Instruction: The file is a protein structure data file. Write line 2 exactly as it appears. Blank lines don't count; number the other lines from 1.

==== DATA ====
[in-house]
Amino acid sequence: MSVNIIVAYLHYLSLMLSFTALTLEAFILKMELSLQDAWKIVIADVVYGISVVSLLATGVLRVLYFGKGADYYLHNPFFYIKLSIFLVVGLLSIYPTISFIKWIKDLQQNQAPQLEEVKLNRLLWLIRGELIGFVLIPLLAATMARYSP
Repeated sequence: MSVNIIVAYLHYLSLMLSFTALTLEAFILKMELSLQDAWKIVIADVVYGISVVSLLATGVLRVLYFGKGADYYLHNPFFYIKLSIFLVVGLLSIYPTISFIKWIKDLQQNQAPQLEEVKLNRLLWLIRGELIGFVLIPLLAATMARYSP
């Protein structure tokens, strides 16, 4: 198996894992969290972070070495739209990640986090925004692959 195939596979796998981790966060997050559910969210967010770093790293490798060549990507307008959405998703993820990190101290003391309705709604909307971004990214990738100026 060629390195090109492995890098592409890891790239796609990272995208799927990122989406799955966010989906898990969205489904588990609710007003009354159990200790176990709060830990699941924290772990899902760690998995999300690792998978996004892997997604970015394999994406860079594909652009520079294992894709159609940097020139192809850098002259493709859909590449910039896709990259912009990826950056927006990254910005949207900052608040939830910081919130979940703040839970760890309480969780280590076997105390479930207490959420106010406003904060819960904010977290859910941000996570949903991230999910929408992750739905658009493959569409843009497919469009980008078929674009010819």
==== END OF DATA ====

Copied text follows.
Amino acid sequence: MSVNIIVAYLHYLSLMLSFTALTLEAFILKMELSLQDAWKIVIADVVYGISVVSLLATGVLRVLYFGKGADYYLHNPFFYIKLSIFLVVGLLSIYPTISFIKWIKDLQQNQAPQLEEVKLNRLLWLIRGELIGFVLIPLLAATMARYSP